Reviewed by Rashonda Douthit, LCSW
Depressive disorders can cause a variety of symptoms, one of which is fatigue or tiredness. Often, people with depression experience lethargy or low levels of energy. This can make it hard to engage in daily life obligations, tend to interpersonal relationships, and so on. Depression is challenging to live with, but the good news is that it's treatable. Continue reading for information about depression symptoms, the link between depression and fatigue, and how to navigate depression symptoms.
Depression symptoms aren’t limited to tiredness, low energy, or fatigue. Depression symptoms may include:
- Loss of interest in activities one used to enjoy
- Low or depressed mood
- Fatigue or tiredness
- Low energy
- Excessive crying
- Emotional numbness
- Irritability or agitation
- Social withdrawal or isolation
- Sleeping too much or too little (hypersomnia or insomnia)
- Changes in appetite
- Trouble focusing or concentrating
- Feelings of hopelessness, worthlessness, or guilt
Note that there are different types of depression, each of which includes varying diagnostic criteria and symptoms. Most depression symptoms, however, can present in any depressive disorder. Examples of different depressive disorders include persistent depressive disorder or PDD, major depressive disorder or MDD, seasonal affective disorder or SAD, which is actually a subtype of MDD, and premenstrual dysphoric disorder a PMDD. In PMDD, there are actually hormonal reasons why a person might struggle to sleep during an episode. Many people who menstruate struggle to sleep before their menstrual cycle. If you think that you could have PMDD or any other depressive disorder, be sure to reach out to a medical provider.
Fatigue And Depression
It is said that 90% of those with depression actually experience fatigue as a symptom. Why is that? There are several potential reasons for low energy, fatigue, or tiredness in those with depression. First, depression is an exhausting experience. Depression symptoms like feelings of worthlessness or hopelessness, low mood, or excessive crying can be completely exhausting. Second, another depression symptom is problems with sleep or sleeping too much or too little. If you're unable to sleep due to depression, if you wake up too early due to depression, or if you sleep less than is optimal, it makes sense that you would feel fatigued and drained. It's also suggested that fatigue is one of the most difficult residual depression symptoms to treat. That said, no matter the reason for fatigue as a symptom of depression, depression treatment can help with your depressive symptoms, including fatigue. If you have depression or think that you might, it's important to reach out for help. While it can take time, depression treatment can be life-changing.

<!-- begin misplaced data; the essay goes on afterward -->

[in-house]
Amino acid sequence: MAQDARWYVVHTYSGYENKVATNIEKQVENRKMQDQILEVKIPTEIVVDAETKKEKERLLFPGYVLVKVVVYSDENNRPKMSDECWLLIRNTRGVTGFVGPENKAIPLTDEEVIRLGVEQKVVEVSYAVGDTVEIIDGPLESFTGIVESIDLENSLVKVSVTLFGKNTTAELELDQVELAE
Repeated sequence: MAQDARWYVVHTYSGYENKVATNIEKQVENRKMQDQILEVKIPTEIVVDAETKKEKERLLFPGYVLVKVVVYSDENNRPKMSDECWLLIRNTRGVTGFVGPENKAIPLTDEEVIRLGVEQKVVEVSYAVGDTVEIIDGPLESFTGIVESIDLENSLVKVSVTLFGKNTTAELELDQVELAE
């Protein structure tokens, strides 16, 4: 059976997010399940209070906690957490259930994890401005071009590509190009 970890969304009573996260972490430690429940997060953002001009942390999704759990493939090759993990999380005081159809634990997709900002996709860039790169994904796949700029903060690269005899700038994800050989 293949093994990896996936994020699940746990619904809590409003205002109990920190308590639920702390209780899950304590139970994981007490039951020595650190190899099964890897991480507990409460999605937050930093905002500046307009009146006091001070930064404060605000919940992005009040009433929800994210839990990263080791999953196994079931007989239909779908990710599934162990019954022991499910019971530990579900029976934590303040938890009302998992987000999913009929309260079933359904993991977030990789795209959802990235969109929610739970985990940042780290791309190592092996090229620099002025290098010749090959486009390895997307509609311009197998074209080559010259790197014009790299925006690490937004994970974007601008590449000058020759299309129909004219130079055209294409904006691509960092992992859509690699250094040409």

Tips For Sleep
Whether you have depression or not, it is important to have good sleep hygiene. If you struggle with sleep and believe that it could impact your tiredness throughout the day, consider looking at your sleep hygiene and making your sleep routine as effective as possible. Here are some tips for good sleep hygiene:
- Do not use your electronics directly before bed. The blue light from your phone, as well as the stimulation from having conversations or browsing social media before bed, can keep you up, so you must turn it off or set it aside.
- Make sure that your bedroom is quiet, dark, and distraction-free. Again, making sure that your electronic devices are shut off can help with this.
- If you drink coffee or beverages that contain caffeine, reserve caffeine for the morning. Don't consume it in the afternoon or at night. Lower your overall caffeine intake if it may be impacting your sleep.
- Consistency is key. Try to go to bed at roughly the same time and wake up at roughly the same time daily, if possible. Waking up late might keep you up at night and make it harder to fall asleep, which is why a schedule can be so important.
- If you feel stressed, be sure to integrate stress management skills into your life. You can do this by going to counseling, using mindfulness exercises, or making sure that your obligations and workload are manageable. Stress can contribute to mental health conditions and sleep troubles, so this is an all-around important thing to implement into your life. Stress is often normalized in society, but it has various known health detriments, so make all possible efforts to decrease or manage stress.
If none of these tips improve a disturbed sleep schedule, make sure to tell your doctor what you've tried so that they can brainstorm with you and help you find what works.
Do I Have Depression, Or Am I Just Tired?